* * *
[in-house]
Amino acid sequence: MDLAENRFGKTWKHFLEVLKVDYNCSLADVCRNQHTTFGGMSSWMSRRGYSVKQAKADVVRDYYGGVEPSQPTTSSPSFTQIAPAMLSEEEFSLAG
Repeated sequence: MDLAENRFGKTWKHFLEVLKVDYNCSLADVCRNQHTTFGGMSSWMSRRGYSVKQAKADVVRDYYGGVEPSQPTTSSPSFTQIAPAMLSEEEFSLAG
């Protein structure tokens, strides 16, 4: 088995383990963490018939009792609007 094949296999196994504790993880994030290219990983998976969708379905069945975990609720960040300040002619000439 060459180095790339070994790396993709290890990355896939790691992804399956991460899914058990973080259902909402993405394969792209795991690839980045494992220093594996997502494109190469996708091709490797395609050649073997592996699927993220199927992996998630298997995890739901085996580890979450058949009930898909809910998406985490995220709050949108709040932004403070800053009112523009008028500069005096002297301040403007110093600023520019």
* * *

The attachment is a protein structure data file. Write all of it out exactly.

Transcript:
[in-house]
Amino acid sequence: MDLAENRFGKTWKHFLEVLKVDYNCSLADVCRNQHTTFGGMSSWMSRRGYSVKQAKADVVRDYYGGVEPSQPTTSSPSFTQIAPAMLSEEEFSLAG
Repeated sequence: MDLAENRFGKTWKHFLEVLKVDYNCSLADVCRNQHTTFGGMSSWMSRRGYSVKQAKADVVRDYYGGVEPSQPTTSSPSFTQIAPAMLSEEEFSLAG
């Protein structure tokens, strides 16, 4: 088995383990963490018939009792609007 094949296999196994504790993880994030290219990983998976969708379905069945975990609720960040300040002619000439 060459180095790339070994790396993709290890990355896939790691992804399956991460899914058990973080259902909402993405394969792209795991690839980045494992220093594996997502494109190469996708091709490797395609050649073997592996699927993220199927992996998630298997995890739901085996580890979450058949009930898909809910998406985490995220709050949108709040932004403070800053009112523009008028500069005096002297301040403007110093600023520019």